The characters live inside my head (I got plenty of room, you see), and when they start repeating things, I've gotta write it down or it's like living with someone living above you in an appartment and wont shut up.

    My chapters usually start out with an idea. If I'm lucky enough to get something crystal clear, it evolves on the page and I work on it in a couple of drafts until I feel it is fleshed out enough. I love the notebook process, and keep a physical one, if the book sounds like something I want to do, and one on my "desk top" in the computer.

    I have something like 4-5 novels/novellas started, and if I ever get them done in my life-time, I will feel lucky.

    Nice post Linda. Good luck on the new novel!

    1. I am jealous of your ability to dream/wake/write down dreams, Lorelei. I lost that somewhere along the way and miss it! With your focus on chapters, I'm wondering if you could take a shot at short stories that could be expanded into a book of stories with shared characters. Those are so cool. (And can be expanded into novel-length projects if any of them really grab you that way.) Love your meditation practice, btw :) Thanks for the good wishes!

    2. Actually, Linda, I'm working on just such a thing over at my shared blog with Carole Gill "Bloody Good Vampires". I think it might work out to my advantage to do this and possibly publish said shorties to get people salvating for something longer (^;

      There's always the chance that that magic thing might return, Linda. Here's hoping it does in time (^;

    3. That is excellent, Lorelei! Fingers crossed for you.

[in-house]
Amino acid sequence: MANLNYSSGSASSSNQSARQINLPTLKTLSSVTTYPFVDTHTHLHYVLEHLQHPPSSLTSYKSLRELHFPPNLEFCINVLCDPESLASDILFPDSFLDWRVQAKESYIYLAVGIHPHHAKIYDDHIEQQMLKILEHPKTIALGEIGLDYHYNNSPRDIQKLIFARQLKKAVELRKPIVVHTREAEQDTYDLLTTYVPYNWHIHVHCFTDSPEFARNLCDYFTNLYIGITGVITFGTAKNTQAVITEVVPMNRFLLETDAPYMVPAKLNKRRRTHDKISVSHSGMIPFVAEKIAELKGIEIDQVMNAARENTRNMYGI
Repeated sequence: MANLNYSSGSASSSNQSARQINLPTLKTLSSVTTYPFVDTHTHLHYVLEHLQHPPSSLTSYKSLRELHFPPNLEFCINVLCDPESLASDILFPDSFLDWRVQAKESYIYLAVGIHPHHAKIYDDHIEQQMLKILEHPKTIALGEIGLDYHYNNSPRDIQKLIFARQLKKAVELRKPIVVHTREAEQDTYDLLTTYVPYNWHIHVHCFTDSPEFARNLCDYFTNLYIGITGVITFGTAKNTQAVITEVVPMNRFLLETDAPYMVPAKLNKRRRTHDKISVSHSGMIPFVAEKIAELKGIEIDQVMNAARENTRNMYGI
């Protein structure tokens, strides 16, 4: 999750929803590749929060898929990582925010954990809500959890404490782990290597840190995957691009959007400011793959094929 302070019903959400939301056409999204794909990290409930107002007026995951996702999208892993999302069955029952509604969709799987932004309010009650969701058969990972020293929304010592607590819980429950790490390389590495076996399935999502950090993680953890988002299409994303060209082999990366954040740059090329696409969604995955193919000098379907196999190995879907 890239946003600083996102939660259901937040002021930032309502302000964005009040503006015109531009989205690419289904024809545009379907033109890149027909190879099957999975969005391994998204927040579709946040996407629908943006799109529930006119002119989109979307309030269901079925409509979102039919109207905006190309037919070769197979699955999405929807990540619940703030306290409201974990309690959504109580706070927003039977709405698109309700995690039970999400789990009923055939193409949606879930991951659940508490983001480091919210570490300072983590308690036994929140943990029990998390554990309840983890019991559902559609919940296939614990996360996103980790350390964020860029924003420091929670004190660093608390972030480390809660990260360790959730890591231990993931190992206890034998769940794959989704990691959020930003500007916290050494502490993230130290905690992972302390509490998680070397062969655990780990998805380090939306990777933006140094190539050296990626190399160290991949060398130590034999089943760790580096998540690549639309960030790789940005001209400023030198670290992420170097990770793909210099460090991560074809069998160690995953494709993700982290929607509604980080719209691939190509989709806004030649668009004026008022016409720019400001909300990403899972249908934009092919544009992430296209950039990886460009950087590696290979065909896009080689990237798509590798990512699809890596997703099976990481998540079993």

8. Linda, I love this. Okay... my process.
    I think about what I want to write about. I go to the gym and listen to music on the elliptical and think about different angles.

    Then I write a statement for each chapter... the point of the story.

    Then I go back to the gym and visualize how the story plays out. And add, move, shift chapters.

    Then I sit down, open chapter one and write. When a thought pops into my mind about a chapter... anywhere in the book... write that chapter.

    I attempt to write in series, from my outline. But this particular book... I'm on chapter 7 and 4 of which weren't on my outline.

    It's a process. I love your meditation. Perhaps oxygen to my brain is my meditation, and music. Oh... shift my music per the mood of my chapter too.

    Thanks for a great post!

    1. So, Karlene, you visualize the whole book and make a note chapter by chapter before you begin the narrative--a true outliner. Awesome. And yes, exercise at the gym is your meditation. It's a great way to do it. I used to walk 45 minutes on the treadmill each morning. About 20 minutes into it, the scrambled ideas I was thinking about would coalesce and I'd spend the last 25 minutes writing a complete scene in my head. Loved that. Maybe I'll try that again! :)